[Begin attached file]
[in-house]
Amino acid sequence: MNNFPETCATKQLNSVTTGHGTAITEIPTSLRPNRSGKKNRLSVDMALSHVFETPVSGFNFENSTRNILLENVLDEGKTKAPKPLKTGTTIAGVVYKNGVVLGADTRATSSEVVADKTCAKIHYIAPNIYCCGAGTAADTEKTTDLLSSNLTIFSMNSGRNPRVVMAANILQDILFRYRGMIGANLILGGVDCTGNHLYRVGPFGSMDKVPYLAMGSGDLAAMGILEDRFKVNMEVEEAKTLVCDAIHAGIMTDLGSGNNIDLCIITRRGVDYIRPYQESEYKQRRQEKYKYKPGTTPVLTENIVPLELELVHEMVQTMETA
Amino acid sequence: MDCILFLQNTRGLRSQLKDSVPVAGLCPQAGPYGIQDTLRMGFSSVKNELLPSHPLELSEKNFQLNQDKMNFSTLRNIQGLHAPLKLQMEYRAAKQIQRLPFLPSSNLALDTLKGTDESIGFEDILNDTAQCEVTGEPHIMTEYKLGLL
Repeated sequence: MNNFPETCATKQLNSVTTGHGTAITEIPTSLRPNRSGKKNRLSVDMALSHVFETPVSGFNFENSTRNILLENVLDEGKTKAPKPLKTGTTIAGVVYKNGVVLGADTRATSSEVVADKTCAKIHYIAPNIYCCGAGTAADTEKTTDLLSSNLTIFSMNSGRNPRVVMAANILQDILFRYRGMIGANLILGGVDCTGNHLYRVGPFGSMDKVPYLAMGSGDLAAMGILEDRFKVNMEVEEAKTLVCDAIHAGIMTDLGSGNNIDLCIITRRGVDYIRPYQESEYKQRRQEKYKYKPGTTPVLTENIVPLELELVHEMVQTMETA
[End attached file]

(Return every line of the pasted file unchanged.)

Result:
[in-house]
Amino acid sequence: MNNFPETCATKQLNSVTTGHGTAITEIPTSLRPNRSGKKNRLSVDMALSHVFETPVSGFNFENSTRNILLENVLDEGKTKAPKPLKTGTTIAGVVYKNGVVLGADTRATSSEVVADKTCAKIHYIAPNIYCCGAGTAADTEKTTDLLSSNLTIFSMNSGRNPRVVMAANILQDILFRYRGMIGANLILGGVDCTGNHLYRVGPFGSMDKVPYLAMGSGDLAAMGILEDRFKVNMEVEEAKTLVCDAIHAGIMTDLGSGNNIDLCIITRRGVDYIRPYQESEYKQRRQEKYKYKPGTTPVLTENIVPLELELVHEMVQTMETA
Amino acid sequence: MDCILFLQNTRGLRSQLKDSVPVAGLCPQAGPYGIQDTLRMGFSSVKNELLPSHPLELSEKNFQLNQDKMNFSTLRNIQGLHAPLKLQMEYRAAKQIQRLPFLPSSNLALDTLKGTDESIGFEDILNDTAQCEVTGEPHIMTEYKLGLL
Repeated sequence: MNNFPETCATKQLNSVTTGHGTAITEIPTSLRPNRSGKKNRLSVDMALSHVFETPVSGFNFENSTRNILLENVLDEGKTKAPKPLKTGTTIAGVVYKNGVVLGADTRATSSEVVADKTCAKIHYIAPNIYCCGAGTAADTEKTTDLLSSNLTIFSMNSGRNPRVVMAANILQDILFRYRGMIGANLILGGVDCTGNHLYRVGPFGSMDKVPYLAMGSGDLAAMGILEDRFKVNMEVEEAKTLVCDAIHAGIMTDLGSGNNIDLCIITRRGVDYIRPYQESEYKQRRQEKYKYKPGTTPVLTENIVPLELELVHEMVQTMETA